Frank Whalley, who runs Lenga Juu, a media and fine arts consultancy based in Nairobi, has just published a rather flattering review of my book in the East African (where I have been plying my trade lately). Excerpts:
At first sight the cartoonist Patrick Gathara appears to be that rare character, a physics and maths student who became an artist. We tend to think of maths and the arts as being at opposite ends of the spectrum. But in doing so we are wrong. For there is a long and close association between mathematics, science and art....Technically he is a caricaturist like the best of the rest — Gado in the Nation, Vic Ndula in the Nairobi Star and Maddo in the Standard....Gathara excels in all these criteria, as can be seen in his new book, Gathara Will Draw For Food now available at bookshops in Nairobi, with part of the proceeds pledged to the Red Cross for famine relief.Here’s a man who puts his money where his mouth is — or at least his pencil and his wit....He focuses on faces, with expressions often captured from photographs. Typically, his subjects’ foreheads are narrowed, the cheekbones and jowls extended beyond reality and the ears made even bigger than those of Prince Charles. The plasticity of his subjects’ faces is relentlessly — and lovingly — explored. Exploited might be a better word. Gathara’s distortions are those of a sculptor working with plasticine, a pulled nose here, a flattened chin there, keeping just within the boundaries of possibility.In fact, at times, Gathara seems to lose himself in the sheer joy of drawing these fat, sprawling faces as, with a virtuoso’s control, he sends oleaginous wads of flesh in whatever direction he pleases — and occasionally ends up losing the likeness.His drawing of Kofi Annan, for instance, had me searching for the name, as did several others in this book. However, his portraits of Raila Odinga and William Ruto quaffing beer were more like their subjects than they are like themselves....Gathara’s cartoon of [Martha Karua] vigorously defending the president against his critics (in this case the media and envoys) while accidentally whacking him on the head with her handbag was prescient to say the least.And although occasionally his subjects might be hard to define, when he does get it right he spears his subjects to the paper with such force that you’ll never look at them the same way again… rather as the comedian Walter Mong’are has forever defined former president Moi as doing the ndombolo....Like some American cartoonists, Gathara seems to be as concerned with the quality of the drawing as he is with the point of the joke, although he can be as barbed as any of them, often daring to go where few others would venture — possibly because he does not have the discipline of a nervous editor on his back.For instance, one drawing shows a customer asking a boss at Nakumatt below a motto reading: You need it, we’ve got it — “Quick, I need a fire escape.” Answers the boss, “Sorry, we haven’t got it.”Tasteless? Probably. Insensitive? Certainly. Funny? You judge. I doubt if it would have been published in a mainstream newspaper so soon after the event. But a classy news magazine…?Gathara has a daring, original and remarkable talent. Someone with a classy magazine should rush to give the man a job.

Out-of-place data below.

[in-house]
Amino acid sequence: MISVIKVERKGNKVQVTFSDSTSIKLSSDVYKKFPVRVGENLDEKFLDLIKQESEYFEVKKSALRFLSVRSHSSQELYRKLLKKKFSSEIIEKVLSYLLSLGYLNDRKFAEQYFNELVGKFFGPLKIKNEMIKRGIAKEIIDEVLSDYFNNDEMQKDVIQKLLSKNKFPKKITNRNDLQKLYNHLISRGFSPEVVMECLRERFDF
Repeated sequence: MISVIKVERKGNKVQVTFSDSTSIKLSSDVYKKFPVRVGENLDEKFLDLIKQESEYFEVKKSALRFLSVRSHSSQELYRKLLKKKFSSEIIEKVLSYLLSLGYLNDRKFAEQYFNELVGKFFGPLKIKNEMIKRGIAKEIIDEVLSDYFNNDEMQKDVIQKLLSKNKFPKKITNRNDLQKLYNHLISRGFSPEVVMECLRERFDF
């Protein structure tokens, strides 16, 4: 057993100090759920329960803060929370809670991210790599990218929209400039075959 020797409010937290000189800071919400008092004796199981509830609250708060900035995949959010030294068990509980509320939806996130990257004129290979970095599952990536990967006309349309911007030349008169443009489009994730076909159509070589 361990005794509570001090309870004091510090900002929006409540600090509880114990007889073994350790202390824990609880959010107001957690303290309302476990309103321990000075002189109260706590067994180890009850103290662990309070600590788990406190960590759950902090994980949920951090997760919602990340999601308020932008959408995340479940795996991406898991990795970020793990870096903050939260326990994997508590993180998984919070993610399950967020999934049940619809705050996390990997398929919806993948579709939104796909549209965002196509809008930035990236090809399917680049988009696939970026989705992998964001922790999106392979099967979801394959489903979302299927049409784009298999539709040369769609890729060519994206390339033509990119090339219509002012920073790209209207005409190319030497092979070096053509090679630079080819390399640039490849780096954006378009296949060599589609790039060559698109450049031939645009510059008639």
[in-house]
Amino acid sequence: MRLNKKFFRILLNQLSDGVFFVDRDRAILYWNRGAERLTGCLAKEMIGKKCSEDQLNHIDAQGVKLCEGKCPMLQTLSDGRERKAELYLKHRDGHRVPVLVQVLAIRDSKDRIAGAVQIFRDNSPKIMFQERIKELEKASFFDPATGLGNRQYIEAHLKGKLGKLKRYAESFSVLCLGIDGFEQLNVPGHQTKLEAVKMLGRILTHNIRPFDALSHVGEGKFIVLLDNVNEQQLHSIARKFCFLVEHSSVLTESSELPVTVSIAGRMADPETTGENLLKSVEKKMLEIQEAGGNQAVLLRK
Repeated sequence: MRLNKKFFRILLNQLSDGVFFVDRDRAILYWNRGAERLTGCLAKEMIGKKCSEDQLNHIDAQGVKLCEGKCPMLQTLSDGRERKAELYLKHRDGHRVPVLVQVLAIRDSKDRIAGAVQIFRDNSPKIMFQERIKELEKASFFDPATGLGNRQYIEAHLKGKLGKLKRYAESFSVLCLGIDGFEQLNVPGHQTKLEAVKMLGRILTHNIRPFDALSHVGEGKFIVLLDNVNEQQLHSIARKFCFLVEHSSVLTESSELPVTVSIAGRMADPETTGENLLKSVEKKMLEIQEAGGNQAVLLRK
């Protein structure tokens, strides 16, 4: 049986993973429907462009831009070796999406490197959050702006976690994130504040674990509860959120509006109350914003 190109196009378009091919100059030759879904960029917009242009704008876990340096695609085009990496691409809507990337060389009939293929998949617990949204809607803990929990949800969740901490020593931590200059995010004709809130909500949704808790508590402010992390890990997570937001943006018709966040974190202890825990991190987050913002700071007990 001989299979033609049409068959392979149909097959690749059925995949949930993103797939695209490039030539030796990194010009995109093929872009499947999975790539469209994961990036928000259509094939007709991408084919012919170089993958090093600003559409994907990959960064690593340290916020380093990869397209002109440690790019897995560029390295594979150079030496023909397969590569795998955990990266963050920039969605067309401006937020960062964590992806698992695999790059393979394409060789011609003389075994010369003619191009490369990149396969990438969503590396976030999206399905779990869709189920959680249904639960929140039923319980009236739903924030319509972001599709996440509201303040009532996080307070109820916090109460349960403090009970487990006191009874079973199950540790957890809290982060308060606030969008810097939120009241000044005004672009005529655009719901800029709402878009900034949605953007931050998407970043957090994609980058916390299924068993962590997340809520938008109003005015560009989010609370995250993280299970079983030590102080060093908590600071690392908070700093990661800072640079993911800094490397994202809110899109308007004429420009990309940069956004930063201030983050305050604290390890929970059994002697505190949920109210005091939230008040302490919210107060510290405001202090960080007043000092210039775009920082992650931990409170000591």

Who could disagree with that last sentence?